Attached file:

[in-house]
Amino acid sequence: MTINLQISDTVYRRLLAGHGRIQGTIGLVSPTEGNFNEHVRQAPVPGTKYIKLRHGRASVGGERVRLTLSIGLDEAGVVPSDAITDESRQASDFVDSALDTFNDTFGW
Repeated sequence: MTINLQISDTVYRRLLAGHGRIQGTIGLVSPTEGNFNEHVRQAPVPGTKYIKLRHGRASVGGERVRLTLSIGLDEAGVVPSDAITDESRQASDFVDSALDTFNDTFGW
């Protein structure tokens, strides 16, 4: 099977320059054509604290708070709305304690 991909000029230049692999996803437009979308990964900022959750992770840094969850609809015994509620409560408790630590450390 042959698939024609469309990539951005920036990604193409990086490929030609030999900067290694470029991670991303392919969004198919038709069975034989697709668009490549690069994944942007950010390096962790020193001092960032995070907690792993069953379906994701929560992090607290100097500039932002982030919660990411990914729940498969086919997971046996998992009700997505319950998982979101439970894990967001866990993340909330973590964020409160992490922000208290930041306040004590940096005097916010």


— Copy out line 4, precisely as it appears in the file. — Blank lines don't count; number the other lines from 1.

């Protein structure tokens, strides 16, 4: 099977320059054509604290708070709305304690 991909000029230049692999996803437009979308990964900022959750992770840094969850609809015994509620409560408790630590450390 042959698939024609469309990539951005920036990604193409990086490929030609030999900067290694470029991670991303392919969004198919038709069975034989697709668009490549690069994944942007950010390096962790020193001092960032995070907690792993069953379906994701929560992090607290100097500039932002982030919660990411990914729940498969086919997971046996998992009700997505319950998982979101439970894990967001866990993340909330973590964020409160992490922000208290930041306040004590940096005097916010």